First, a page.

It follows that we cannot make sense of the question whether the totality of things could be independent of the totality of our practices or whether things are essentially dependent on our practices. To raise these questions meaningfully, requires thinking that we can conceive of the totality of things and of the totality of practices with sufficient independence from each other to claim that one is logically prior. But it turns out that we can get no perspective on our practices that does not already include things and no perspective on things that does not already involve our practices. Thus, practical holism seems to make unintelligible all claims about both things in themselves apart from our practices and the totality of practices apart from things. It seems that, since true statements about objects cannot imply either the dependence or the independence of objects vis á vis our practices, these statements must be understood as describing objects as they are in the only sense of "are" that is left, which is the "are" of ordinary situations. Thus we arrive at a deflationary view that repudiates both metaphysical realism and transcendental idealism.

Once the deflationary realist has argued that one cannot make sense of transcendental idealism or of metaphysical realism, he is able to accept the results of science at face value so long as he makes neither the robust realist’s claim that science gives us an account of the functional demarcations of the universe as it is in itself, on the one hand, nor the extreme constructivist’s claim that nature must be a cultural creation, on the other. When asked whether it makes sense to claim that things existed in nature before human beings came along and that they would have existed even if human beings had never existed, the deflationary realist can sound like a scientist, saying, on the basis of empirical findings, that of course it makes sense to claim that some types of entities were there before us and would still be there if we had never existed and others would not. But the Davidsonian practical holist says this on a background of meaning that makes any talk about nature as it is in itself incoherent.

II. Heidegger’s Attempt at Robust Realism

Like Davidson, Heidegger answers the skeptic by showing that our practices and the everyday world are inextricably intertwined. Indeed, he argues at length that "Dasein is the world existingly." Moreover, Heidegger seems to agree with the deflationary realists that, while entities show up as independent of us, the being or intelligibility of entities depends on our practices. So any talk of things in themselves must be put in scare quotes. Thus, Heidegger says of natural entities:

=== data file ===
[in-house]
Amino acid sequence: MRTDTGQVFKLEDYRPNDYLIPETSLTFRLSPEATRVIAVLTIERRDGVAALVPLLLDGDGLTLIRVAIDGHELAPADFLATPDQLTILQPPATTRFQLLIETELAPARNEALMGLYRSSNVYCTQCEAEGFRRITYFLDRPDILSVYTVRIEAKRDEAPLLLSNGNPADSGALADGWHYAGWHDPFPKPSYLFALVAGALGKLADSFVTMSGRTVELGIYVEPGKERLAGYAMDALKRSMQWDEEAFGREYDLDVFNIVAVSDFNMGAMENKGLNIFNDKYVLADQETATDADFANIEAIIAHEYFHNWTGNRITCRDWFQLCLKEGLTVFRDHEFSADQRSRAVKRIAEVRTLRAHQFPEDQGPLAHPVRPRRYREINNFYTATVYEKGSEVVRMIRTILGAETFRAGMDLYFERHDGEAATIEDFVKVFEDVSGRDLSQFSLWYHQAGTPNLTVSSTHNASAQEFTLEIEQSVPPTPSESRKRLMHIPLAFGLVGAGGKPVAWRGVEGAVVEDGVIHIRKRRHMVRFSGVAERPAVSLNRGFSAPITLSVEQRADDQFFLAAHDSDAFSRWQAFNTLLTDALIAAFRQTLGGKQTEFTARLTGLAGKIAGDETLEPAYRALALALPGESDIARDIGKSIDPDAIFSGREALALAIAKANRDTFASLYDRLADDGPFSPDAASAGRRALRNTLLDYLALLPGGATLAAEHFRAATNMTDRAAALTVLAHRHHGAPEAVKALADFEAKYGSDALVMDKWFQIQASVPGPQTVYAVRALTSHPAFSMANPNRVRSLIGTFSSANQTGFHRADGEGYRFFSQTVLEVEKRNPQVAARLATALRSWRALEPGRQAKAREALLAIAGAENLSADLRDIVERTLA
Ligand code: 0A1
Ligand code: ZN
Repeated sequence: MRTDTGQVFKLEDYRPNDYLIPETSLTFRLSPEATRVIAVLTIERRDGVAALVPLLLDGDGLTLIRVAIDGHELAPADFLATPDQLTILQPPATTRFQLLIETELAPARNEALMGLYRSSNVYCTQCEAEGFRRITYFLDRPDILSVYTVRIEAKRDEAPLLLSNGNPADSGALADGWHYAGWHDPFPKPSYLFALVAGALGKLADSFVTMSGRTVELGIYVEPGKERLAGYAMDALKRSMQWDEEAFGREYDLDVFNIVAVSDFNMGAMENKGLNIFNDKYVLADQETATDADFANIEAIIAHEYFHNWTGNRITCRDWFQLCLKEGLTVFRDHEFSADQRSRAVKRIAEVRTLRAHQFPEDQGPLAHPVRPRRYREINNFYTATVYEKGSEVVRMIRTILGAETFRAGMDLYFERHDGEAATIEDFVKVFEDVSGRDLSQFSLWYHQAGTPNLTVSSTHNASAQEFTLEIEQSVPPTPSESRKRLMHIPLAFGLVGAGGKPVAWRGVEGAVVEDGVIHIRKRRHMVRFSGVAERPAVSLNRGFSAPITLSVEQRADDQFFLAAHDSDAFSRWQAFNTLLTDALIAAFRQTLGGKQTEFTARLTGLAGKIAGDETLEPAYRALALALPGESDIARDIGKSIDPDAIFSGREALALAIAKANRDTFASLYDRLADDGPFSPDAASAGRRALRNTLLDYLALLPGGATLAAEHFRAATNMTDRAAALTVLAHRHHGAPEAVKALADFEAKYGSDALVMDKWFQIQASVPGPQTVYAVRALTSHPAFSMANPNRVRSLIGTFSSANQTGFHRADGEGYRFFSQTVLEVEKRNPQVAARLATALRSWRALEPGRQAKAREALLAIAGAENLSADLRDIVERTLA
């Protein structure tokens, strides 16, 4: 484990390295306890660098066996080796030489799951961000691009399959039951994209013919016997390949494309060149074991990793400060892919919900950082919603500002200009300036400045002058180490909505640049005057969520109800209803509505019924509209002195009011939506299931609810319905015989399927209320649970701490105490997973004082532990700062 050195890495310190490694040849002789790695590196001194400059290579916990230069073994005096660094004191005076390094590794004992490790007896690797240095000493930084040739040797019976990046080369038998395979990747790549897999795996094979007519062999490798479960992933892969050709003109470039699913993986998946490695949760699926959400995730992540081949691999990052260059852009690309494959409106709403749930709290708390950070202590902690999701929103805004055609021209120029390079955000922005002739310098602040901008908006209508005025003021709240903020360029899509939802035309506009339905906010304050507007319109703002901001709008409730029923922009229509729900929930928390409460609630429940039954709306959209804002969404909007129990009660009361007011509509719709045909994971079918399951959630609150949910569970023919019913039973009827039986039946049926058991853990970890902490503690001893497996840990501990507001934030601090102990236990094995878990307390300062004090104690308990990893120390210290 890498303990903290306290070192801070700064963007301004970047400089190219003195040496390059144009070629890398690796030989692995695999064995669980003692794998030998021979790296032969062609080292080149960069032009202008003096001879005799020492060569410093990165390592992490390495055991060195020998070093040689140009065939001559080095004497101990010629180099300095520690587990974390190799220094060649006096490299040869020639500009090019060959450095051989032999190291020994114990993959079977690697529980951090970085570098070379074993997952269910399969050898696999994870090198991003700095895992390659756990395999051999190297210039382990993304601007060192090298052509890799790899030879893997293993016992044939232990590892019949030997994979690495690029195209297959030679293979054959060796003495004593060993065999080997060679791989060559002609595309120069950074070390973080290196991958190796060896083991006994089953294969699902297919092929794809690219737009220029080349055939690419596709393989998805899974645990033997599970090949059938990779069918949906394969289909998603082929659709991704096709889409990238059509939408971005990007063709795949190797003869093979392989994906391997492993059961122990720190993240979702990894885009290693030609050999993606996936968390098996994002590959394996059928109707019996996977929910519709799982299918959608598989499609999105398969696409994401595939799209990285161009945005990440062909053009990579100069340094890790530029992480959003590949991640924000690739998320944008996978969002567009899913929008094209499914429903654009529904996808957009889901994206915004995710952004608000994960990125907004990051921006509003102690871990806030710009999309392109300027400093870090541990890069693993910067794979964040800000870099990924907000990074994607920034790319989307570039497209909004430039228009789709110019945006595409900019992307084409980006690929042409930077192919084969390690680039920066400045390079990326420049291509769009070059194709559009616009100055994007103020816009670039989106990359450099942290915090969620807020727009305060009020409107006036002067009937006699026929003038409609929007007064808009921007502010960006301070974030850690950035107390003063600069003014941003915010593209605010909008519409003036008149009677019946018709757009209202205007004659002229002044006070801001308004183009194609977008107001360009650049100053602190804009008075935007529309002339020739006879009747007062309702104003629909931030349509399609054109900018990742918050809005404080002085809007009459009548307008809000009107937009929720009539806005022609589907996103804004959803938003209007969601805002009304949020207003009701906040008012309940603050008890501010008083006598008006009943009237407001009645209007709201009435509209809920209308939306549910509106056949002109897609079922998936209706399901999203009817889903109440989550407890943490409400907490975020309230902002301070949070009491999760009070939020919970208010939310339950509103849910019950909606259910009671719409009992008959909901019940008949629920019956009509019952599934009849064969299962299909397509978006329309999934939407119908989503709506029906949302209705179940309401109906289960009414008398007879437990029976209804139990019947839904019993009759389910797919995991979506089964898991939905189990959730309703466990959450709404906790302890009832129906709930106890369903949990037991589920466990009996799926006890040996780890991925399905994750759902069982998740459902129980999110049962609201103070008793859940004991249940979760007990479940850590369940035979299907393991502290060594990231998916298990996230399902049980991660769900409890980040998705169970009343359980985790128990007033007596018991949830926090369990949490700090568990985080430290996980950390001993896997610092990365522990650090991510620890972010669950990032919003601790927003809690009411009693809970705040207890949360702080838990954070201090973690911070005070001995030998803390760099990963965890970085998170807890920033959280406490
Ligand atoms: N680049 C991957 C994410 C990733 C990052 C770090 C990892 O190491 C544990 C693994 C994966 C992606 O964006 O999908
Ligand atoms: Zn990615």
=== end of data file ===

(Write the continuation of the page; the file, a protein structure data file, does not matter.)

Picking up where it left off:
It must be stated that entities as entities are ‘in themselves’ and independent of any apprehension of them; yet, the being of entities is found only in encounter and can be explained, made understandable, only from the phenomenal exhibition and interpretation of the structure of encounter.

And he seems even more deflationary when he adds:

Of course only as long as Dasein [human being] is (that is, only as long as an understanding of being is ontically possible), ‘is there’ being. When Dasein does not exist, ‘independence’ ‘is’ not either, nor ‘is’ the ‘in-itself.’

Joseph Rouse, in his book Knowledge and Power, sees the parallel between Heidegger’s and Davidson’s holistic answer to the skeptic and wonders why I fail to see that Heidegger must therefore be a deflationary realist. But, as I will now seek to show, in Being and Time Heidegger describes phenomena that enable him to distinguish between the everyday world and the universe and so claim to be a robust realist about the entities discovered by natural science. Moreover, he has the conceptual resources to turn this phenomenon into a persuasive defense of robust realism.